Radiators Using Steam Traps

Radiators Using Steam Traps

steam trap
Steam trap

Do you have a steam heating system in your home or a building working with steam traps? Chances are it is a two-pipe system. How do you know? Take at a look at your radiators, if it has a steam trap like in the above picture, then it is a two-pipe system. Do you have some heaters that don’t heat up on a call for heat? If you are experiencing this, find out what can cure this problem and get your radiator back to normal.

Two pipe steam systems…

A two pipe steam system operates with two pipes; steam created at the boiler travels through the supply or “main” pipe. The steam pushes all of the air ahead of it through the supply pipes connecting to radiators. The air in the supply pipes travels through all of the radiators which then passes through the steam trap. Once the air passes through each radiator the steam causes the steam trap to close and allow the radiator to heat up. There is a one pipe steam system also. I will write about that in an upcoming post.

 Steam traps

A “steam trap” is a device used to discharge condensate and non-condensable gases with a negligible consumption or loss of live steam. Most steam traps are nothing more than automatic valves. They open, close or modulate automatically. The three important functions of steam traps are:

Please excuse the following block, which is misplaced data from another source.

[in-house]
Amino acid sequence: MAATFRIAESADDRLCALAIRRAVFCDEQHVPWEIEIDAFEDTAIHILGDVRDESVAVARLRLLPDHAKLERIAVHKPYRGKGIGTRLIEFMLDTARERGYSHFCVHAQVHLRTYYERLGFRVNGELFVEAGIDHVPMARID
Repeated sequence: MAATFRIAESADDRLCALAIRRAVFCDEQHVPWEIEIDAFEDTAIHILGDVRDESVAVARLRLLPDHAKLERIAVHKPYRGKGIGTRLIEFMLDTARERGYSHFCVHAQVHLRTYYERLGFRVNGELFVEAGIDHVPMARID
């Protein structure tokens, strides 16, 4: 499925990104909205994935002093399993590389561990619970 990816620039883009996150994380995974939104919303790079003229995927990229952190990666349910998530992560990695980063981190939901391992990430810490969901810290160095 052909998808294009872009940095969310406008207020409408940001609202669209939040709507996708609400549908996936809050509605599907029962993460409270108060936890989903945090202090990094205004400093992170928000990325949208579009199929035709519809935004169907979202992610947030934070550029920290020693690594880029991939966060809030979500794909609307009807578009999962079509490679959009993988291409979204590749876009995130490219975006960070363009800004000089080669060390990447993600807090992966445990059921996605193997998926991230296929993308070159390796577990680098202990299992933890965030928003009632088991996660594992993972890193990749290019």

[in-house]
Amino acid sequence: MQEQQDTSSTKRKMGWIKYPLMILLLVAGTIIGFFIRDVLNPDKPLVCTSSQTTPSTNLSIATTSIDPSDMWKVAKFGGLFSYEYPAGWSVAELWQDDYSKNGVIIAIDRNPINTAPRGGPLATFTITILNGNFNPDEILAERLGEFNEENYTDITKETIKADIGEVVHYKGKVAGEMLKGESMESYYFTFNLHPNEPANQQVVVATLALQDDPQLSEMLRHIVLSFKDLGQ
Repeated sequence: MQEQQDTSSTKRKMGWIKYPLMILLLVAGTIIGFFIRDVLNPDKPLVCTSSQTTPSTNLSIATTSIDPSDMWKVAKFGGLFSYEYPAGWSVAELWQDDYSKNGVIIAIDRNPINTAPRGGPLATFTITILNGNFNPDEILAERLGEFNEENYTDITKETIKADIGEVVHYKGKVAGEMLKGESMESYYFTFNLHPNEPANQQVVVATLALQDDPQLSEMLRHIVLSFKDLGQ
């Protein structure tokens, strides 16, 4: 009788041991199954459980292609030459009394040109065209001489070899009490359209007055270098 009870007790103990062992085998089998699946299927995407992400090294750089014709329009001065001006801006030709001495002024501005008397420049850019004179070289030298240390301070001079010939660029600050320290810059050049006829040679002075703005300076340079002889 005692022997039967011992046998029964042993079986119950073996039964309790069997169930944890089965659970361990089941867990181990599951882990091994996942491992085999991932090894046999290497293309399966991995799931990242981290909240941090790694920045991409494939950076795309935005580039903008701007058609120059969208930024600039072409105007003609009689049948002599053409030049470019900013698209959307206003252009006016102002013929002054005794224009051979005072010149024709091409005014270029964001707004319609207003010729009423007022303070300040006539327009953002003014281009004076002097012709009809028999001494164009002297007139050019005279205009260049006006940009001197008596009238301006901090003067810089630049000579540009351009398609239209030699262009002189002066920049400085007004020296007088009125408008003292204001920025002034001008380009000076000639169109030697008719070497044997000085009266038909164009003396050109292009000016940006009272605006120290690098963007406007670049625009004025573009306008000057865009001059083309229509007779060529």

1. Discharge condensate as soon as it’s formed.
  2. Have a negligible steam consumption. (i.e. being energy efficient)
  3. Have  the capability of discharging air and other non-condensable gases.

Air is vented out

main vent f&t trap
Main vent with F&T trap

After the radiator trap closes the air then travels through the “dry return.” That is the exit pipe of the steam trap. The air is forced down through all of the return pipes where it passes through a device called an “F & T trap” usually located in the basement. Once all of the air passes through the F & T trap, it closes allowing the steam to stay in the supply portion of the heating system. The air then passes out of the main vent or the vent opening on a condensate receiver. Some two pipe steam systems utilize a condensate receiver with a pump versus a wet return pipe that drains by gravity into the boiler.

Causes of cold radiators

Radiators that don’t heat up in a two pipe steam system usually can have any of the following three symptoms, and they are:

  1. Faulty steam traps not opening or closing
  2. The main vent not operating properly
  3. F & T trap not operating properly

What can you do ?

Steam heat is finicky and can be complex. It is best left in the hands of a competent professional experienced with steam heating. Click to Make an appoinment to have your cold radiators taken care of.

2 thoughts on “Radiators Using Steam Traps”

  1. Steven lehmann

    My grand child’s bed room on the third floor does not get any heat no one around hear will touch the 100 year old piping I do not think a f+t system was added when the boiler was replaced a decade ago would adding a f+t system be a better solution then replacing radiator traps and would it make the system more efficient thanks for the advice

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